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Pugnacious D

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David Mills and David Simon  

The Wire aired from 2002 until 2008. It never got the ratings, but HBO stuck by it, and the gamble paid off: The show’s reputation has only deepened since the finale. Narratively, the series was a collaboration among writers including Simon’s college-journalism friend David Mills (who died of an aneurysm last Tuesday at age 48), ex-cop Ed Burns, and novelists George Pelecanos and Richard Price. But ideologically, The Wire was pure Simon. It was the most pointed version yet of an argument he’d been making his whole adult life.

Like any person publicizing an artistic product, Simon had his pitch, which he made most succinctly to Nick Hornby in The Believer: “The Wire is a Greek tragedy in which the postmodern institutions are the Olympian forces.” In its structure, it was a response to cop shows: It made it impossible to watch Law & Order without knowing better. But at a deeper level, it built a case, dramatizing how each city system—the schools, the police, the mayor’s office—crushed individual attempts at change. Despite the show’s humanism (the way it lit up the lowliest kid dealers), The Wire was a very grim portrait of the city Simon loves—a pitiless exposure of “some shameful shit right there.”

Simon is rankled by censorious responses to his personality, which he sees as a way of reducing his politics to a grudge. But if one criticism got to him over the course of The Wire’s run, it was the notion that the show was so bleak as to be nihilistic, that it painted Baltimore, and by extension the poor black community, government, and urban neighborhoods themselves, as unfixable, endlessly corrupt.

Ask Simon about his new show, Treme, and you get a different pitch, one in which the city is heroic instead of tragic. “New Orleans manufactures moments,” he tells me, twice. Though the infrastructure has been mangled, “it’s a tourist economy with something organic underneath, the best we can be as Americans: It’s a triumph of the melting pot, right down to the rhythms of the street! It’s black, it’s white, it’s Cuban, it’s Haitian. It’s our greatest export.”

The first inklings of Treme came years before The Wire, in the late nineties, when Simon and Eric Overmyer were writing for Homicide. They dreamed of a show that “wouldn’t be about cops or lawyers or doctors.” Both men were music freaks; they made regular journeys to New Orleans for Jazz Fest, and Overmyer lived there part time. Years later, when Katrina happened, Simon’s first thought was that local junkies must be desperate. His second was the show. “I thought immediately, If we don’t sell this now … That sounds a little ghoulish. But, you know, it was an easier meeting.”

Treme (pronounced “treh-may”), named after one of New Orleans’s poorest neighborhoods, begins three months after Katrina. In the premiere, there is no crime. (Accurately: In those early months, crime dropped locally, rising in Houston and Baton Rouge.) The focus is on a cross-section of New Orleans residents (a professor, a cook, a bar owner, a lawyer, a Mardi Gras Indian) who, as in Simon’s previous productions, are mostly inspired by real people—a process Simon variously describes as “accessing the real,” “rooted in the real,” and “putting one over on the real.” There are characters based directly on locals, like Davis McAlary, whose adventures are those of local D.J. Davis Rogan. There are part-real-part-fictional characters, like Professor Creighton Bernette (John Goodman), whose speeches include excerpts from local blogger Ashley Morris, who died in 2008. Jazz musician Kermit Ruffins plays himself, as do many other musicians. And then there are more purely imaginary figures, like two street musicians in the French Quarter.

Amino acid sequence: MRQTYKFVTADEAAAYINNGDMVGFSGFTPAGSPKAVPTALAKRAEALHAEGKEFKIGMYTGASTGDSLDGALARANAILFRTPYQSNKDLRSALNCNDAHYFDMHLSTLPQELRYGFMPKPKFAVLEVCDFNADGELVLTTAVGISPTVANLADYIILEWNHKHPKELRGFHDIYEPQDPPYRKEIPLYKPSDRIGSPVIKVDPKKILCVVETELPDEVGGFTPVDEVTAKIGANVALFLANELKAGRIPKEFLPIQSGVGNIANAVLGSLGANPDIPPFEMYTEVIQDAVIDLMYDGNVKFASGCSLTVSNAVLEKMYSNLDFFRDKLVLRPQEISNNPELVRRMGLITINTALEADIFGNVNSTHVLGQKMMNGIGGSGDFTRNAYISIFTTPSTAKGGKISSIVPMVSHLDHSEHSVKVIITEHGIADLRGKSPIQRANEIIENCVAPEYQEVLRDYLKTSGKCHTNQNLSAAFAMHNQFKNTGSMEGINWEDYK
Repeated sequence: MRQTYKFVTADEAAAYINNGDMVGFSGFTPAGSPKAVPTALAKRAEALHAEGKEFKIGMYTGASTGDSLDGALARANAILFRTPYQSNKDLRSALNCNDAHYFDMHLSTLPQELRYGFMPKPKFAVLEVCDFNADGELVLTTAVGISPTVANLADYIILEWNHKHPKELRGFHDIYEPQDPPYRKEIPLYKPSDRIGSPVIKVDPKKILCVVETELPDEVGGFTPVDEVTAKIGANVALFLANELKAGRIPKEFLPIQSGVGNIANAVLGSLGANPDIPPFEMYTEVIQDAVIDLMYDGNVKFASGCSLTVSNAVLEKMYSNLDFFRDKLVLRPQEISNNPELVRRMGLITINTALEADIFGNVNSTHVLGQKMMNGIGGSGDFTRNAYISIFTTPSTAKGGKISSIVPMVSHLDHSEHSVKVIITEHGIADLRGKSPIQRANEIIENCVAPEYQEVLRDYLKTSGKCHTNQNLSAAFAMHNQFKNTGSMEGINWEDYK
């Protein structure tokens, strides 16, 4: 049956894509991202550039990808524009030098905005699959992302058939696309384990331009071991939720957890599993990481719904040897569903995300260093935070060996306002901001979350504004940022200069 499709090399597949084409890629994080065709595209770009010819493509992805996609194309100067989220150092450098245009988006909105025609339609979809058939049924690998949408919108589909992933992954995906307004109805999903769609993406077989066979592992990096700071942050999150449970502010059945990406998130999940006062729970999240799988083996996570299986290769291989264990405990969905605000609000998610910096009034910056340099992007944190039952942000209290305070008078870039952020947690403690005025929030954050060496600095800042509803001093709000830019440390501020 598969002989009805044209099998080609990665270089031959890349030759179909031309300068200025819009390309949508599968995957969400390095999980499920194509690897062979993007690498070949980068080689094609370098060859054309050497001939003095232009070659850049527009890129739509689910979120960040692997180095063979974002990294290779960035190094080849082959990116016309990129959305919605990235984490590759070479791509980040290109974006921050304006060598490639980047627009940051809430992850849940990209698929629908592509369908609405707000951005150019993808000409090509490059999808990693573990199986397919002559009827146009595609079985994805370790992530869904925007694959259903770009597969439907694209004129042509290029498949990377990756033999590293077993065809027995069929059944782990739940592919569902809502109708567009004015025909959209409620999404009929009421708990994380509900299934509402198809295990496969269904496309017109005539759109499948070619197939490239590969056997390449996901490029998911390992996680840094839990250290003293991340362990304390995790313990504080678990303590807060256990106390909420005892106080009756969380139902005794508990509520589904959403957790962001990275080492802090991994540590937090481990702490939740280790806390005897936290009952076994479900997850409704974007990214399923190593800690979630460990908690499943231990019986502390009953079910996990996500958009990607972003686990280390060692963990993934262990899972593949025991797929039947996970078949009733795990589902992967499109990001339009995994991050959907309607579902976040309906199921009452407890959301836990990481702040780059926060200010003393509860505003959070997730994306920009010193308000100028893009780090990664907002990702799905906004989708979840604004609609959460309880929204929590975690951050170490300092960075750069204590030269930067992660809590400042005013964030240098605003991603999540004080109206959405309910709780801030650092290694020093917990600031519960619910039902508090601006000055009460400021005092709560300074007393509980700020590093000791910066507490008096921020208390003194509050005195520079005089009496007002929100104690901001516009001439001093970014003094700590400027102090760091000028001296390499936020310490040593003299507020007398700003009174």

In the wake of the storm, this group struggles to remake their lives. But despite the devastation, the wrecked homes and livelihoods, there is barbecue, and sex, and a caper involving a Tower Records store. With its scenes of musicians jamming, it’s far less bleak than The Wire—there’s a stoned, sunny feeling, almost light, at times.

Overmyer says that when they had their first conference call with HBO, after the first cut, they got a note, “not a bad note.” But Simon “went ballistic” and started lecturing the executives: “ ‘Don’t you network me! That could’ve been a note from CBS!’ He just went for fifteen minutes—and I thought, Oh, we’re dead.” Instead, HBO apologized to Simon—and ordered the pilot. “I think maybe David needed to pick that fight, to get himself going. I described the phone call to Tom Fontana, and we just laughed. It’s a strategy.”

I ask Simon what the note was. “What the HBO cat was saying was this: ‘We’re worried that not enough happens,’ ” he says. “The guy didn’t see the usual tropes of television on which to hang his hat. And that’s a fight that I had to have.” He smiles at the memory. “I went hyperbolic. I said, ‘Well, okay, we’ll put a murder in there!’ I was hoping he wouldn’t take me up on it, and in fact, the guy’s a mensch, and he went, ‘Oh, oh, that’s not what we want.’ ”


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